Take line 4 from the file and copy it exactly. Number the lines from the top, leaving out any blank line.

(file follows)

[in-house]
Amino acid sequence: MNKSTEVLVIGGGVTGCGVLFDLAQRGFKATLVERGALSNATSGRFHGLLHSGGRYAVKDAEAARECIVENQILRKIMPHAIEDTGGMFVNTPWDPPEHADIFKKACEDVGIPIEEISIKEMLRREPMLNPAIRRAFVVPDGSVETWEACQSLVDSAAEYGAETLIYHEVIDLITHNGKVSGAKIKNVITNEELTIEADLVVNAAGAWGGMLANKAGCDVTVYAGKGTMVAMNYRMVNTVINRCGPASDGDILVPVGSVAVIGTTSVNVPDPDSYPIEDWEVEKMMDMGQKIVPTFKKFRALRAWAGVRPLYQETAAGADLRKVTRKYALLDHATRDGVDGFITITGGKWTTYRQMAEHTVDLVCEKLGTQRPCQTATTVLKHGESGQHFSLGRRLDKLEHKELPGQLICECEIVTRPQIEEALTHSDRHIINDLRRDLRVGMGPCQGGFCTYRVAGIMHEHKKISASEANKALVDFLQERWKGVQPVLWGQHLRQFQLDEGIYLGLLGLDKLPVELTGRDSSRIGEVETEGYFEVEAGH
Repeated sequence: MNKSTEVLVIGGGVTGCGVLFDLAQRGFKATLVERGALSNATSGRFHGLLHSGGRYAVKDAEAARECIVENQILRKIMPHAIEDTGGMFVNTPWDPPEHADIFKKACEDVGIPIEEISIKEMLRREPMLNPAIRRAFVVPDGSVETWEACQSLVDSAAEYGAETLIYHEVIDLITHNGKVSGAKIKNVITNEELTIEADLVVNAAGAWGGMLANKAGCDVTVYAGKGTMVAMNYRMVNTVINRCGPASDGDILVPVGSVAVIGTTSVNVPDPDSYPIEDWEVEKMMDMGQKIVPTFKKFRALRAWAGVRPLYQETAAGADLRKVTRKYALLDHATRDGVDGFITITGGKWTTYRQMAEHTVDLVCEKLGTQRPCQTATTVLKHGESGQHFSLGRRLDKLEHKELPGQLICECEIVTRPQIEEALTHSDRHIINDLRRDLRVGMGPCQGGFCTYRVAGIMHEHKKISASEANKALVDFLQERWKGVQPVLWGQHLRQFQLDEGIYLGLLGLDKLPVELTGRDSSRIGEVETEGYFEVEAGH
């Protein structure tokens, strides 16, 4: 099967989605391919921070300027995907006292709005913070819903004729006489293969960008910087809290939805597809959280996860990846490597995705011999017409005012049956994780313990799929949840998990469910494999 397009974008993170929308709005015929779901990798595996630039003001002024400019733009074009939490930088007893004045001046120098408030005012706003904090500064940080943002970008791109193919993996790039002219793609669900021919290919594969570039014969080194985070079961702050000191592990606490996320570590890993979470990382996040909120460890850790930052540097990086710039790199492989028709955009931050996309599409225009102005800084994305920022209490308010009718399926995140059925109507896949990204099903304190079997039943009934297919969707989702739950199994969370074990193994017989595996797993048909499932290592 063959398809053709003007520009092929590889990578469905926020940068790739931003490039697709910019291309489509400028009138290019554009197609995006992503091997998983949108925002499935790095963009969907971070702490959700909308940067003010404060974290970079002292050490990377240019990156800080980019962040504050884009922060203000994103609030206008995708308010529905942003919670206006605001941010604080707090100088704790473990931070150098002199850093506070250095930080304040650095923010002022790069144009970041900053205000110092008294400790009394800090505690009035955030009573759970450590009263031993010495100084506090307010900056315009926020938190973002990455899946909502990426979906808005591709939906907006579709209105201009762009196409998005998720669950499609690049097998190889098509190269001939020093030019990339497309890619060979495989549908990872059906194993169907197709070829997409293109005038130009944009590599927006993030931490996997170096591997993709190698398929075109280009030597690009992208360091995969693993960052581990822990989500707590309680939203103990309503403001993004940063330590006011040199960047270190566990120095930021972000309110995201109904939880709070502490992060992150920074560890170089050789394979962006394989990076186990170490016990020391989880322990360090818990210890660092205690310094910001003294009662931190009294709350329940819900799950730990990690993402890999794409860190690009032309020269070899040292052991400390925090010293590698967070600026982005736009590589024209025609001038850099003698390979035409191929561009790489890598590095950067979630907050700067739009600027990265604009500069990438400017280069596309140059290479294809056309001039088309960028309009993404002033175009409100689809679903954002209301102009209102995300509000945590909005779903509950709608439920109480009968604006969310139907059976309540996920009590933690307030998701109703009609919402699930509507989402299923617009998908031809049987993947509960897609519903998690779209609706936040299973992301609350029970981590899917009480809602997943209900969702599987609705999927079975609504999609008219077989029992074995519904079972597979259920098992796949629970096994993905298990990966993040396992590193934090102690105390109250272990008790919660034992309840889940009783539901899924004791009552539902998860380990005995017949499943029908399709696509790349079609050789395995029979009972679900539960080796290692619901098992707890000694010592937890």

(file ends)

């Protein structure tokens, strides 16, 4: 099967989605391919921070300027995907006292709005913070819903004729006489293969960008910087809290939805597809959280996860990846490597995705011999017409005012049956994780313990799929949840998990469910494999 397009974008993170929308709005015929779901990798595996630039003001002024400019733009074009939490930088007893004045001046120098408030005012706003904090500064940080943002970008791109193919993996790039002219793609669900021919290919594969570039014969080194985070079961702050000191592990606490996320570590890993979470990382996040909120460890850790930052540097990086710039790199492989028709955009931050996309599409225009102005800084994305920022209490308010009718399926995140059925109507896949990204099903304190079997039943009934297919969707989702739950199994969370074990193994017989595996797993048909499932290592 063959398809053709003007520009092929590889990578469905926020940068790739931003490039697709910019291309489509400028009138290019554009197609995006992503091997998983949108925002499935790095963009969907971070702490959700909308940067003010404060974290970079002292050490990377240019990156800080980019962040504050884009922060203000994103609030206008995708308010529905942003919670206006605001941010604080707090100088704790473990931070150098002199850093506070250095930080304040650095923010002022790069144009970041900053205000110092008294400790009394800090505690009035955030009573759970450590009263031993010495100084506090307010900056315009926020938190973002990455899946909502990426979906808005591709939906907006579709209105201009762009196409998005998720669950499609690049097998190889098509190269001939020093030019990339497309890619060979495989549908990872059906194993169907197709070829997409293109005038130009944009590599927006993030931490996997170096591997993709190698398929075109280009030597690009992208360091995969693993960052581990822990989500707590309680939203103990309503403001993004940063330590006011040199960047270190566990120095930021972000309110995201109904939880709070502490992060992150920074560890170089050789394979962006394989990076186990170490016990020391989880322990360090818990210890660092205690310094910001003294009662931190009294709350329940819900799950730990990690993402890999794409860190690009032309020269070899040292052991400390925090010293590698967070600026982005736009590589024209025609001038850099003698390979035409191929561009790489890598590095950067979630907050700067739009600027990265604009500069990438400017280069596309140059290479294809056309001039088309960028309009993404002033175009409100689809679903954002209301102009209102995300509000945590909005779903509950709608439920109480009968604006969310139907059976309540996920009590933690307030998701109703009609919402699930509507989402299923617009998908031809049987993947509960897609519903998690779209609706936040299973992301609350029970981590899917009480809602997943209900969702599987609705999927079975609504999609008219077989029992074995519904079972597979259920098992796949629970096994993905298990990966993040396992590193934090102690105390109250272990008790919660034992309840889940009783539901899924004791009552539902998860380990005995017949499943029908399709696509790349079609050789395995029979009972679900539960080796290692619901098992707890000694010592937890």